from Wiktionary, Creative Commons Attribution/Share-Alike License

  • adv. In a captious manner.

from the GNU version of the Collaborative International Dictionary of English

  • adv. In a captious manner.

from The Century Dictionary and Cyclopedia

  • In a captious, critical, or faultfinding manner.
  • So as to catch or insnare; insnaringly; captivatingly.

from WordNet 3.0 Copyright 2006 by Princeton University. All rights reserved.

  • adv. in a captious, carping manner


from Wiktionary, Creative Commons Attribution/Share-Alike License

captious +‎ -ly


  • The other point in this paragraph is that I "captiously" called the content a learned article.


  • For, say what you would, she was certainly acting very unfairly and captiously in all this.

    An American Tragedy

  • Cassy shook her head captiously as she pulled out a half-dozen napkins from the holder and blotted up the spilled juice.


  • Some captiously cavil, that more acuteness is now found in many other animals.

    Commentary on Genesis - Volume 1

  • This question, Lord, are there few that be saved? when it was a received opinion amongst the Jews, 'that all Israel should have their part in the world to come,' makes it doubtful whether it was propounded captiously, or merely for satisfaction.

    From the Talmud and Hebraica

  • Some state judges so captiously disputed the constitutionality of various military laws that the writ of habeas corpus had to be suspended.31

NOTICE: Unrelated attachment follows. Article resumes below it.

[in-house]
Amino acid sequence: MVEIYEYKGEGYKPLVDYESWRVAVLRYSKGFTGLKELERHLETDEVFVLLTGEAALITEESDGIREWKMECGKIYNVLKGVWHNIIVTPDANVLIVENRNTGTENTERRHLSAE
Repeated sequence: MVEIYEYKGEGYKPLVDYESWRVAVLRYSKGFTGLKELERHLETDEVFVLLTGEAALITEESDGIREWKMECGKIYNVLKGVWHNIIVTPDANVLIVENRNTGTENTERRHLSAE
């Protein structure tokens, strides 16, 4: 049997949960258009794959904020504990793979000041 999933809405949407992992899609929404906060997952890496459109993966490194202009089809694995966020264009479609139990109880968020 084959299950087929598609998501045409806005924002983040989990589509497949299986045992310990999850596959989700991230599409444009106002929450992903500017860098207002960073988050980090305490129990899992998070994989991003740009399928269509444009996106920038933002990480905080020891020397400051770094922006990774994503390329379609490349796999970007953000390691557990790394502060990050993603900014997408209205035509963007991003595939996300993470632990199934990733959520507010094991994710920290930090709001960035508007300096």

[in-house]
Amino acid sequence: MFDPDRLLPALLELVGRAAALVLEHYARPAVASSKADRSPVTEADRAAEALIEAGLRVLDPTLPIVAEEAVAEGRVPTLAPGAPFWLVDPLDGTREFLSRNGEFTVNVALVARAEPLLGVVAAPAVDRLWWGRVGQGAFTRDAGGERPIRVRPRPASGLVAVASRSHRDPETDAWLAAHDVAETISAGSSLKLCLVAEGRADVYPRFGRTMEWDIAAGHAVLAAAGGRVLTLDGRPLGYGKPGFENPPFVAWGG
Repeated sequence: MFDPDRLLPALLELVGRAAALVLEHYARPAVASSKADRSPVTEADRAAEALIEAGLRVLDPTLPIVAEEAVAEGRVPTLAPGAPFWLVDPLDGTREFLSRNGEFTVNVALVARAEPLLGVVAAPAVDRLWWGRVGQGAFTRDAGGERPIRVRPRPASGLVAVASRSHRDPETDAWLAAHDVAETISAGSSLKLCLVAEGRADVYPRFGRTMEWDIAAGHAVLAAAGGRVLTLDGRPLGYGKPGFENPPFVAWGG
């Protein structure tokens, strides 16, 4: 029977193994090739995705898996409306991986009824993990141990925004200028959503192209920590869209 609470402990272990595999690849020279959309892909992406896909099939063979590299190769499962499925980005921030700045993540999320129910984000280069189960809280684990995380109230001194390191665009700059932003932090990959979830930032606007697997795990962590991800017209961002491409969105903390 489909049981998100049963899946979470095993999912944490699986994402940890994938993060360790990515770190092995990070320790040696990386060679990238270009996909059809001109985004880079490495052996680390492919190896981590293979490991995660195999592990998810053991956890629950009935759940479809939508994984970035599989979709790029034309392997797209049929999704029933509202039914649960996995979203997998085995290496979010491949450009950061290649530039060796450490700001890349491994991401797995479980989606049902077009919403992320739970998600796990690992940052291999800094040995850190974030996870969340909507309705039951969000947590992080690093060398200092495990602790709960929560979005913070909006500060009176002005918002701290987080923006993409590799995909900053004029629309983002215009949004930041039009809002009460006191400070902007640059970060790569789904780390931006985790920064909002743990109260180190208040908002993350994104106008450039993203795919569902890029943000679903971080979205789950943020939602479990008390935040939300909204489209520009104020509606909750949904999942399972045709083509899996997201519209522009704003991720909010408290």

Lee’s Lieutenants

  • And herein lies the preposterous course of those who fallaciously and captiously go about to oppose this sacred truth: — they will always begin their opposition, not unto the revelation of it, but unto the explanation of it; which is used only for farther edification.

    A Brief Declaration and Vindication of The Doctrine of the Trinity

  • The large format was deliberately chosen to make possible this visual presentation, and I see nothing incongruous in this approach to complement a text which Mr. Gilbert rather captiously passes off as "nothing more or less than an ordinary learned article from an academic journal."


  • We had not a particle of shade, not a trace of coolness: the sun was high, all our rocky recess was a furnace, fairly reverberant with the heat; the flies (and I vaguely pondered upon how they had existed, previously, and whence they had gathered) buzzed briskly, attracted by the dead mule, unseen, and captiously diverted to us also.

    Desert Dust

  • He paused and looked Nat up and down captiously, as one might appraise the points of a horse of quality put up for sale.

    The Fortune Hunter


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